Exponentially growing Chinese hamster cells are found to contain two major phosphokinase activities with specificity for the phosphorylation of F1 (lysine-rich) histone. These two activities, designated KI and KII, were extracted with 0.35 M NaCl and fractionated in 0.2 M NaCl by Sephadex G-200 gel filtration. KI, which is similar to the ubiquitous cyclic 3',5'-adenosine monophosphate (cAMP)-dependent phosphokinase, differs from KII by several criteria. KII is mol wt 90,000, cAMP independent, rapidly turned over in vivo, low Km for ATP, and phosphorylates F1 histone at several unique sites. Comparative examination of metaphase-arrested (M) and counterpart interphase (I) cells for these two activities reveals that KII is responsible for the overall high activity in M-arrested cells. Pulse labeling of cells with 32P during traverse of the G2-M phase of the cell cycle reveals an in vivo tryptic-phosphopeptide pattern in whole unfractionated F1 which is unique to M cells. Seven major phosphopeptides derived by in vitro phosphorylation of F1 with the KII enzyme correspond to these M cell-specific phosphorylation sites observed in vivo. It is suggested that KII activity predominates during the G2-M transition and that F1 is its natural in vivo substrate.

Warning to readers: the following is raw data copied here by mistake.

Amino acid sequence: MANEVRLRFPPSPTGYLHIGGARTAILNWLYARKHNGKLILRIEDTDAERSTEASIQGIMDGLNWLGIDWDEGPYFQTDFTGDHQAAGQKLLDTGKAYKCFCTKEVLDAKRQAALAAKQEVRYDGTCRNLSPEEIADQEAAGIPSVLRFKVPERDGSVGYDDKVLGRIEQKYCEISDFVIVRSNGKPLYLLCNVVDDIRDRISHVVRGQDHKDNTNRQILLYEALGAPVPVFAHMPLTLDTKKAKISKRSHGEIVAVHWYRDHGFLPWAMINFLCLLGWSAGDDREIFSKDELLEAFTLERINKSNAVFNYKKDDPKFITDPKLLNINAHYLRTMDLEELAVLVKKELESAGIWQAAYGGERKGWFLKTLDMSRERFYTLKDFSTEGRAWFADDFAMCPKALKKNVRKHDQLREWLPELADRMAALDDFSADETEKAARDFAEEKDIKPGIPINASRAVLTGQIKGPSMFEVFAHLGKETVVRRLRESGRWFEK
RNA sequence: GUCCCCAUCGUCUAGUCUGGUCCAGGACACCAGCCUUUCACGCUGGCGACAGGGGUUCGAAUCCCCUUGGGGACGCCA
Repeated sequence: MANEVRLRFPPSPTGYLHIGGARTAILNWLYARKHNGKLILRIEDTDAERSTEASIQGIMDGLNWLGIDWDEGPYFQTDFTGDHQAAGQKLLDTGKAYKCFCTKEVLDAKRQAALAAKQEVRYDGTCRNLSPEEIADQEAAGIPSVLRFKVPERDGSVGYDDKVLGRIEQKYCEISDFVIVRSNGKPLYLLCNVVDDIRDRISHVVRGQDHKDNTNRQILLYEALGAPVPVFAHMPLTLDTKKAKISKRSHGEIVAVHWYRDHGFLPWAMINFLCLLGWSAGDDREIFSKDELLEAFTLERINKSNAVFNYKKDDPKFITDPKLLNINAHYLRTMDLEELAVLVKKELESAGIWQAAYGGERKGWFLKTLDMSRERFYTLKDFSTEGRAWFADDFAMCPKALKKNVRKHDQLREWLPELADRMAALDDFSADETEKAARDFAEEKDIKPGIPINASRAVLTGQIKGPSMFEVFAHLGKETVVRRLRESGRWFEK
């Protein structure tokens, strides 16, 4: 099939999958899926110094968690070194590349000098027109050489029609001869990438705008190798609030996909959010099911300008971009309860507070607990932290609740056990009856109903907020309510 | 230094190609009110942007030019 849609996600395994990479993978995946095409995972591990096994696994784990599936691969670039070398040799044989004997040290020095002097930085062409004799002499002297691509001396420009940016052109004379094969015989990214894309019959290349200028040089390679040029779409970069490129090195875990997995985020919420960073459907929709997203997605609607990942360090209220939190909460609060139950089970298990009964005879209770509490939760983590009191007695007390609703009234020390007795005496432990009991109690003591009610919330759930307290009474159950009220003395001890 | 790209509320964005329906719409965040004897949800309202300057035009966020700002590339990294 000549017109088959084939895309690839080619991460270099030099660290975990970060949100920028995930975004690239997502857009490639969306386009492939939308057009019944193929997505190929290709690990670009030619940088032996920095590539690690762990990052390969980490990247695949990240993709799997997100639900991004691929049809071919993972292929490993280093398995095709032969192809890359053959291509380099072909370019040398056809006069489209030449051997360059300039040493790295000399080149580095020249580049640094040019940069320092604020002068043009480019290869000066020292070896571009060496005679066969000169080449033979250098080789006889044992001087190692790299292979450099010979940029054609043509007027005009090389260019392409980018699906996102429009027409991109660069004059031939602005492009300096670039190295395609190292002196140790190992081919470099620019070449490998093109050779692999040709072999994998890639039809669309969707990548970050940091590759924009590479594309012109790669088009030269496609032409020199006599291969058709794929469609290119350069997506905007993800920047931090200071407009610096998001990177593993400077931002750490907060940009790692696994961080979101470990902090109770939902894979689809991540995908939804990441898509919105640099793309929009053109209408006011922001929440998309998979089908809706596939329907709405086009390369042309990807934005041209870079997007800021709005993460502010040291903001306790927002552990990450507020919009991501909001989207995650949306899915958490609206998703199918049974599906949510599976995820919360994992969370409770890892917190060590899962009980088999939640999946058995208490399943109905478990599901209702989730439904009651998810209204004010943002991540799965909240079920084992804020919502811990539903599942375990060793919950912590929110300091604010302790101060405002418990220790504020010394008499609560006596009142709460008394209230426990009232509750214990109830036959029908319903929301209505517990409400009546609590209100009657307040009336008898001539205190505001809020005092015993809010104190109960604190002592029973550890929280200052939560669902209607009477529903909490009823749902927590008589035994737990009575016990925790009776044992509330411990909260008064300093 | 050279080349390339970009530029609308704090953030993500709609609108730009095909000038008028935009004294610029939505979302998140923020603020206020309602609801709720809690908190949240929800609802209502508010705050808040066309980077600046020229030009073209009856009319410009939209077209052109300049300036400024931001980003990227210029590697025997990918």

This content is only available as a PDF.